Two lesser-known but very pretty colored doubles with generous separation reside in Hercules: Alpha a Herculis (Rasalgethi) and 95 Herculis. Rasalgethi is easy to locate in southern Hercules, just 5° north-northwest of Alpha Ophiuchi.

Winding its way near the north celestial pole, the constellation Draco is blessed with the Northern Hemisphere's two best binocular doubles.

Gamma Leonis

Gamma Leonis

Courtesy Rainer Anton

They feature separations ideal for 10x viewing. Nu (n) Draconis is a perfectly matched pair with components of magnitude 4.9. Nearby 17-16 Draconis is nearly its equal.

Three other doubles are so easy to find that they rarely escape my telescope on summer evenings. These are Algieba (g Leonis), Cor Caroli (a Canum Venaticorum), and Acrab (b Scorpii).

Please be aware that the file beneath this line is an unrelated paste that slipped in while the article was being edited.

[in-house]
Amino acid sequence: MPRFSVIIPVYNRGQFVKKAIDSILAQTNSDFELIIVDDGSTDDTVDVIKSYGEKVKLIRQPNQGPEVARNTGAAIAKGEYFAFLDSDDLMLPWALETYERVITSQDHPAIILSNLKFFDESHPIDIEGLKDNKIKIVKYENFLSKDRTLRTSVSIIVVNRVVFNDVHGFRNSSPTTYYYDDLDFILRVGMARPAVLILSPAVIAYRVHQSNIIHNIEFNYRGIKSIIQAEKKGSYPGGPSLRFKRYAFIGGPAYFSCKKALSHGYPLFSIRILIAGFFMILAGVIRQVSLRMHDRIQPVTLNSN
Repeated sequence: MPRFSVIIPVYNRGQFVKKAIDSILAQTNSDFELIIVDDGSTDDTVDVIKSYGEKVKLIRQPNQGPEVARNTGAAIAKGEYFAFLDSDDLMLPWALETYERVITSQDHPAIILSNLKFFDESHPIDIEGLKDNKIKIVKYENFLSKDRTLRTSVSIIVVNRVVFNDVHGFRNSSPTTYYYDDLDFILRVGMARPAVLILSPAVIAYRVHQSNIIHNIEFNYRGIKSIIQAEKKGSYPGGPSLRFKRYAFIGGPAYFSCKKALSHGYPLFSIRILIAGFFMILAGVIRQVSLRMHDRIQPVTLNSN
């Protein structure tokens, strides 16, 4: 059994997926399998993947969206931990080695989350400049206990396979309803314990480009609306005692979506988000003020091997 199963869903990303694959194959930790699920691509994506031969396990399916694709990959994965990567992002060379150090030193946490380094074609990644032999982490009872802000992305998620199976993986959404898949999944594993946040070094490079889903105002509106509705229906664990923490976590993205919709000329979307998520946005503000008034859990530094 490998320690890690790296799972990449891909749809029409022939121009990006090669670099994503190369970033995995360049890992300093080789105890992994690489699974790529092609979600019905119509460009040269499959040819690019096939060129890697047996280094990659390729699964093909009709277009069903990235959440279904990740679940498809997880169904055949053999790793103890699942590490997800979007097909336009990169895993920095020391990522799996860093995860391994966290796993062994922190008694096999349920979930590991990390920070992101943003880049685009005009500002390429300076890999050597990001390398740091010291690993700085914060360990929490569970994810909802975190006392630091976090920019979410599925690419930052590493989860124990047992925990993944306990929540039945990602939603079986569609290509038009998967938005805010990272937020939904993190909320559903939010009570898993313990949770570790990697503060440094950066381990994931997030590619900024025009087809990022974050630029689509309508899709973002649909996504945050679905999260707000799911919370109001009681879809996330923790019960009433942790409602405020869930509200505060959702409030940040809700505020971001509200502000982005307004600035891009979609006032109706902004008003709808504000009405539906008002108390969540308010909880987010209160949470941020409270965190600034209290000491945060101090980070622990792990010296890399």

More Pretty Double Stars

StarR.A.         DecMag. (primary)Mag. (secondary)SeparationPosition angleColor diff.Magnification
38 Lyn9h 18.8m+36° 48'"227°2278x
g Leo
10h 20.0m+19° 50'"122°0167x
54 Leo10h 55.6m+24° 45'"112°0114x
x UMa11h 18.2m+31° 32'"273°0441x
N Hya11h 32.3m-29° 16'"210°080x
24 Com12h 35.1m+18° 23'56.620.6"270°436x
g Vir
12h 41.7m-1° 27'"265°0441x
35 Cam12h 49.2m+83° 25'5.35.821.5"329°035x
a CVn
(Cor Caroli)
12h 56.0m+38° 19'2.95.618.8"230°140x
z UMa
13h 23.9m+54° 56'2.33.914.4"153°052x
p Boo14h 40.7m+16° 25'"110°0134x
e Boo14h 45.0m+27° 04'"341°3288x
39 Boo14h 49.7m+48° 43'"46°0278x
a Lib14h 50.8m-16° 01'2.85.2230.7"314°13x
d Ser15h 34.8m+10° 32'"174°0183x
z CrB15h 39.4m+36° 38'566.1"305°0123x
x Lup15h 56.9m-33° 58'5.15.610.3"49°073x
b Sco
16h 05.4m-19° 48'2.64.913.6"20°055x
k Her